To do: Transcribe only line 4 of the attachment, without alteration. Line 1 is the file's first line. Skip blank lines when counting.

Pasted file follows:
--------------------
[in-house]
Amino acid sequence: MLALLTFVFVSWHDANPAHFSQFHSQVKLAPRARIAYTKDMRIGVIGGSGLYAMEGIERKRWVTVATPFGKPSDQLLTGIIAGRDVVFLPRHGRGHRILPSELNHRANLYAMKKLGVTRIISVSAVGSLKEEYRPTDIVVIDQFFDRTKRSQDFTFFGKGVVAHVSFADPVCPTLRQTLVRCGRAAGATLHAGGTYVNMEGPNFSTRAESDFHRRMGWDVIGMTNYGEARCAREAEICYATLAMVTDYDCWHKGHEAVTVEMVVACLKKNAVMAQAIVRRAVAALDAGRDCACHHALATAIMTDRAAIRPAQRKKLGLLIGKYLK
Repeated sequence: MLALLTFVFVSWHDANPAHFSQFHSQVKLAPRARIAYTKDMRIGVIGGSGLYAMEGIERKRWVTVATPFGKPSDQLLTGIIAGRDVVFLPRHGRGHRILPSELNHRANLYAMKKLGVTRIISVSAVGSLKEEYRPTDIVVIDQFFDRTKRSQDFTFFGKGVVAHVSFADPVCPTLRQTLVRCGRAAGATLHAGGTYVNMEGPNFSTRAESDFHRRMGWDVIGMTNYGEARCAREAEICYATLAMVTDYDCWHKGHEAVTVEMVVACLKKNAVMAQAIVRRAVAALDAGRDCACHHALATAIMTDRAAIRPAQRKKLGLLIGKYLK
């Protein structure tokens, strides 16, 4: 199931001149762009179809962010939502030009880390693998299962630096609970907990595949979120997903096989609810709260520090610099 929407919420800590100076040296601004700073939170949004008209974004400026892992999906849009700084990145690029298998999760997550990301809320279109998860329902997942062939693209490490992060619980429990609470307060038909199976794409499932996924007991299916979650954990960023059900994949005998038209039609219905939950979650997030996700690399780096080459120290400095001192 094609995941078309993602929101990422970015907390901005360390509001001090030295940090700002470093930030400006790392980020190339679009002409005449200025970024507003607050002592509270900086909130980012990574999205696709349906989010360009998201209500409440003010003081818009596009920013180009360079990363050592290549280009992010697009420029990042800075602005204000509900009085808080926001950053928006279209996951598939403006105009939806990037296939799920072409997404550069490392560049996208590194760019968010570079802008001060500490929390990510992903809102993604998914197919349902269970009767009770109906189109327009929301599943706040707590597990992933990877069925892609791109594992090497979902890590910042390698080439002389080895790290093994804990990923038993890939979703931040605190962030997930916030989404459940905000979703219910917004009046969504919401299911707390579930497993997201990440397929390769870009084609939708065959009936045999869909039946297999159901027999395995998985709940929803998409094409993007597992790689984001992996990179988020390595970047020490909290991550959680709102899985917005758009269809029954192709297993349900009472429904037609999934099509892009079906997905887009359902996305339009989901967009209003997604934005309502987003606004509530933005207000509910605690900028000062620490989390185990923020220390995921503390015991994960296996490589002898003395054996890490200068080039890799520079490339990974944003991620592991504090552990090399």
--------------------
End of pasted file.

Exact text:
């Protein structure tokens, strides 16, 4: 199931001149762009179809962010939502030009880390693998299962630096609970907990595949979120997903096989609810709260520090610099 929407919420800590100076040296601004700073939170949004008209974004400026892992999906849009700084990145690029298998999760997550990301809320279109998860329902997942062939693209490490992060619980429990609470307060038909199976794409499932996924007991299916979650954990960023059900994949005998038209039609219905939950979650997030996700690399780096080459120290400095001192 094609995941078309993602929101990422970015907390901005360390509001001090030295940090700002470093930030400006790392980020190339679009002409005449200025970024507003607050002592509270900086909130980012990574999205696709349906989010360009998201209500409440003010003081818009596009920013180009360079990363050592290549280009992010697009420029990042800075602005204000509900009085808080926001950053928006279209996951598939403006105009939806990037296939799920072409997404550069490392560049996208590194760019968010570079802008001060500490929390990510992903809102993604998914197919349902269970009767009770109906189109327009929301599943706040707590597990992933990877069925892609791109594992090497979902890590910042390698080439002389080895790290093994804990990923038993890939979703931040605190962030997930916030989404459940905000979703219910917004009046969504919401299911707390579930497993997201990440397929390769870009084609939708065959009936045999869909039946297999159901027999395995998985709940929803998409094409993007597992790689984001992996990179988020390595970047020490909290991550959680709102899985917005758009269809029954192709297993349900009472429904037609999934099509892009079906997905887009359902996305339009989901967009209003997604934005309502987003606004509530933005207000509910605690900028000062620490989390185990923020220390995921503390015991994960296996490589002898003395054996890490200068080039890799520079490339990974944003991620592991504090552990090399």